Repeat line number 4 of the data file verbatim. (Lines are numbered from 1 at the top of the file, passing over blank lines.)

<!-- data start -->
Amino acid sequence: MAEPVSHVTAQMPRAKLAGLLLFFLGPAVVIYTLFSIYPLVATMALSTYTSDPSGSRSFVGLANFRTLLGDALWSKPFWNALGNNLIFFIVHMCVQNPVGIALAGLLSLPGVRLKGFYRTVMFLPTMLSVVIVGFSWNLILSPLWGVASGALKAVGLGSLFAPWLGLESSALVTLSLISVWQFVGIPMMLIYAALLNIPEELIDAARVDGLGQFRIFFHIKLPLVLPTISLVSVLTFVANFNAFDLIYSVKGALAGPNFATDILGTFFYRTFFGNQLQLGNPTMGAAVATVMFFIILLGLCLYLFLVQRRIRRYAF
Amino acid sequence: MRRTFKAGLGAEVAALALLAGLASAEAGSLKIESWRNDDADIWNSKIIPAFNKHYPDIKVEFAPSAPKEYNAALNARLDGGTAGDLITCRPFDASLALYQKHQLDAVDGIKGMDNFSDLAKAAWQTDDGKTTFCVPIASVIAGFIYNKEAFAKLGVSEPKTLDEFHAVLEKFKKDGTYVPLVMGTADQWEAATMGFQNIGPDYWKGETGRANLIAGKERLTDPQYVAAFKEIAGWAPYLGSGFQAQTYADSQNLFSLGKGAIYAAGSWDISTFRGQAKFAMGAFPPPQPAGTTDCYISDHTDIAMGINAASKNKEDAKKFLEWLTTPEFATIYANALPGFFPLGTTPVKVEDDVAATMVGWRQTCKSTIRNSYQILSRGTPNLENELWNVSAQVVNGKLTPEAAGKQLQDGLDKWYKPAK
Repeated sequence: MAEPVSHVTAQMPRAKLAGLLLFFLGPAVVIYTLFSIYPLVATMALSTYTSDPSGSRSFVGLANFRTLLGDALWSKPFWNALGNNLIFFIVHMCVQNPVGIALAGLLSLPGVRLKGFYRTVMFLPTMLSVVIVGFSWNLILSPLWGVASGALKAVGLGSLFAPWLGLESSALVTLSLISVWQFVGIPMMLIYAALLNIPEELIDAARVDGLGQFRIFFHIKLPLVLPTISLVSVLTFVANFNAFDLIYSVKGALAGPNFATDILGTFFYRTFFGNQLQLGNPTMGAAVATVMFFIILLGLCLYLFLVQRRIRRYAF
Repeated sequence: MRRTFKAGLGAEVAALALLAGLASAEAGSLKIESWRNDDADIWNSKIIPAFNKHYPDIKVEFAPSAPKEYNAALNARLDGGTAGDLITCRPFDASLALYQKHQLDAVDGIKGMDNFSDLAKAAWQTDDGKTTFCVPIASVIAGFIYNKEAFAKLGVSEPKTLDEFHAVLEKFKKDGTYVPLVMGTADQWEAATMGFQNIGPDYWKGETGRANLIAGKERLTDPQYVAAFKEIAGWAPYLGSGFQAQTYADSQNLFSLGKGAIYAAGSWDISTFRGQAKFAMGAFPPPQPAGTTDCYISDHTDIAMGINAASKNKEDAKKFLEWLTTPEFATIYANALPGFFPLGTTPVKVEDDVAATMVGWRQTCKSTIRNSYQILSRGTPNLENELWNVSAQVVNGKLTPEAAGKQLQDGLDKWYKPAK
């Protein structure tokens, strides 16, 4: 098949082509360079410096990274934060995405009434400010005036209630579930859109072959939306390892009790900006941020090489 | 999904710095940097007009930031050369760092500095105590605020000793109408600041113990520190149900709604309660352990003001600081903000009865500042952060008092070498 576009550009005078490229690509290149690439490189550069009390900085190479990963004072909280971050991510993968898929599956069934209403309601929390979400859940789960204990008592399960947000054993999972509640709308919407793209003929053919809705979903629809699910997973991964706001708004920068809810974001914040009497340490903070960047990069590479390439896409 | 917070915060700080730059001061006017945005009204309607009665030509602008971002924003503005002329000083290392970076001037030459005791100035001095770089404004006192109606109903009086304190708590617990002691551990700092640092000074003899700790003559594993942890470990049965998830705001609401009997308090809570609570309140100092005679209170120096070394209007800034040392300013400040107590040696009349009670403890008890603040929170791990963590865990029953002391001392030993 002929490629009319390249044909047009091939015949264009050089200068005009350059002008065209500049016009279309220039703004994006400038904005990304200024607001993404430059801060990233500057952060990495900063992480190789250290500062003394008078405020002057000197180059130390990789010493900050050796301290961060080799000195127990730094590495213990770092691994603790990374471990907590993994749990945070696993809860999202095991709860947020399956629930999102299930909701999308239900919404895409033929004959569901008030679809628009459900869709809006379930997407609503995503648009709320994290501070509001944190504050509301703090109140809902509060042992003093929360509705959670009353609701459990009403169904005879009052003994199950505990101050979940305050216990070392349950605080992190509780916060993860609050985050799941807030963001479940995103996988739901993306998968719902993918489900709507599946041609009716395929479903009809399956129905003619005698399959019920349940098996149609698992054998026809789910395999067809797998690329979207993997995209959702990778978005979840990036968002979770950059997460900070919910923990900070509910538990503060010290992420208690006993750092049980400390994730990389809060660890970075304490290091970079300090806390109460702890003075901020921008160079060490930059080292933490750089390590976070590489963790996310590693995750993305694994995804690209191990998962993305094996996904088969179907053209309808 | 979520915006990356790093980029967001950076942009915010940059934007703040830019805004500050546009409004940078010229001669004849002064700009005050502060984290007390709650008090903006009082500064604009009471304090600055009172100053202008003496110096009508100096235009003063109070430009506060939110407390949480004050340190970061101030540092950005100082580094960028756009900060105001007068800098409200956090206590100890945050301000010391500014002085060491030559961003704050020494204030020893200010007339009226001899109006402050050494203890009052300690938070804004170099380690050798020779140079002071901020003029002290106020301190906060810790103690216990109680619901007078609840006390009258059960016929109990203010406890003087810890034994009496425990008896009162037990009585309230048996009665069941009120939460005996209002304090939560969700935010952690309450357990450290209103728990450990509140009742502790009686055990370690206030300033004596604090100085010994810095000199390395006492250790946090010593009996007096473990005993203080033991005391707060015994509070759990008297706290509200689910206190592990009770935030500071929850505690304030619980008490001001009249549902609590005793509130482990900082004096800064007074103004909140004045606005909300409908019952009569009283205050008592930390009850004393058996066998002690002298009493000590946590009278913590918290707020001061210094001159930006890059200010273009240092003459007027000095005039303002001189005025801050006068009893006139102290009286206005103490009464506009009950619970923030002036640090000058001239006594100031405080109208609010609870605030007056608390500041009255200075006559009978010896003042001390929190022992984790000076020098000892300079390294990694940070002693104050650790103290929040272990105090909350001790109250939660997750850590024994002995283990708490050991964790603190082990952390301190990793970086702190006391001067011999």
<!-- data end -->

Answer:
Repeated sequence: MRRTFKAGLGAEVAALALLAGLASAEAGSLKIESWRNDDADIWNSKIIPAFNKHYPDIKVEFAPSAPKEYNAALNARLDGGTAGDLITCRPFDASLALYQKHQLDAVDGIKGMDNFSDLAKAAWQTDDGKTTFCVPIASVIAGFIYNKEAFAKLGVSEPKTLDEFHAVLEKFKKDGTYVPLVMGTADQWEAATMGFQNIGPDYWKGETGRANLIAGKERLTDPQYVAAFKEIAGWAPYLGSGFQAQTYADSQNLFSLGKGAIYAAGSWDISTFRGQAKFAMGAFPPPQPAGTTDCYISDHTDIAMGINAASKNKEDAKKFLEWLTTPEFATIYANALPGFFPLGTTPVKVEDDVAATMVGWRQTCKSTIRNSYQILSRGTPNLENELWNVSAQVVNGKLTPEAAGKQLQDGLDKWYKPAK